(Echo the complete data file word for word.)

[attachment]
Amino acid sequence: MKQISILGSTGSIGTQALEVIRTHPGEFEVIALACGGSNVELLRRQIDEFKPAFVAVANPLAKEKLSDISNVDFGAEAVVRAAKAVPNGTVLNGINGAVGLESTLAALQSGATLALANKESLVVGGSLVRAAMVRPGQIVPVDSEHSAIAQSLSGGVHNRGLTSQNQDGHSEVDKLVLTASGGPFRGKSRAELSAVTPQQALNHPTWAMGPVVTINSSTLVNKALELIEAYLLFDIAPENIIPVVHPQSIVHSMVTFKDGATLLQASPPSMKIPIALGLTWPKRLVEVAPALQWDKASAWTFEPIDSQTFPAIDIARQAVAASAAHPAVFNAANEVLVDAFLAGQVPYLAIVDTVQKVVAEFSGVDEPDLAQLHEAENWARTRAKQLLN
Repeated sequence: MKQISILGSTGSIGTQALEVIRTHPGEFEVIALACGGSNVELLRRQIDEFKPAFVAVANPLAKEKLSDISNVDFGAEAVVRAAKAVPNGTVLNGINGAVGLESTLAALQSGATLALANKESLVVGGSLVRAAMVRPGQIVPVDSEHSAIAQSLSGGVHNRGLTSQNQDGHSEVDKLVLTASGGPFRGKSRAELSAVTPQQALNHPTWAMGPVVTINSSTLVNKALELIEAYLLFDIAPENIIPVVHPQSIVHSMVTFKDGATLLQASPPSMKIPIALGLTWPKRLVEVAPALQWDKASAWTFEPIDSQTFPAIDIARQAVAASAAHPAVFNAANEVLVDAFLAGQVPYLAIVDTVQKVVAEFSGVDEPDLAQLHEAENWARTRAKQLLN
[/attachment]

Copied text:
Amino acid sequence: MKQISILGSTGSIGTQALEVIRTHPGEFEVIALACGGSNVELLRRQIDEFKPAFVAVANPLAKEKLSDISNVDFGAEAVVRAAKAVPNGTVLNGINGAVGLESTLAALQSGATLALANKESLVVGGSLVRAAMVRPGQIVPVDSEHSAIAQSLSGGVHNRGLTSQNQDGHSEVDKLVLTASGGPFRGKSRAELSAVTPQQALNHPTWAMGPVVTINSSTLVNKALELIEAYLLFDIAPENIIPVVHPQSIVHSMVTFKDGATLLQASPPSMKIPIALGLTWPKRLVEVAPALQWDKASAWTFEPIDSQTFPAIDIARQAVAASAAHPAVFNAANEVLVDAFLAGQVPYLAIVDTVQKVVAEFSGVDEPDLAQLHEAENWARTRAKQLLN
Repeated sequence: MKQISILGSTGSIGTQALEVIRTHPGEFEVIALACGGSNVELLRRQIDEFKPAFVAVANPLAKEKLSDISNVDFGAEAVVRAAKAVPNGTVLNGINGAVGLESTLAALQSGATLALANKESLVVGGSLVRAAMVRPGQIVPVDSEHSAIAQSLSGGVHNRGLTSQNQDGHSEVDKLVLTASGGPFRGKSRAELSAVTPQQALNHPTWAMGPVVTINSSTLVNKALELIEAYLLFDIAPENIIPVVHPQSIVHSMVTFKDGATLLQASPPSMKIPIALGLTWPKRLVEVAPALQWDKASAWTFEPIDSQTFPAIDIARQAVAASAAHPAVFNAANEVLVDAFLAGQVPYLAIVDTVQKVVAEFSGVDEPDLAQLHEAENWARTRAKQLLN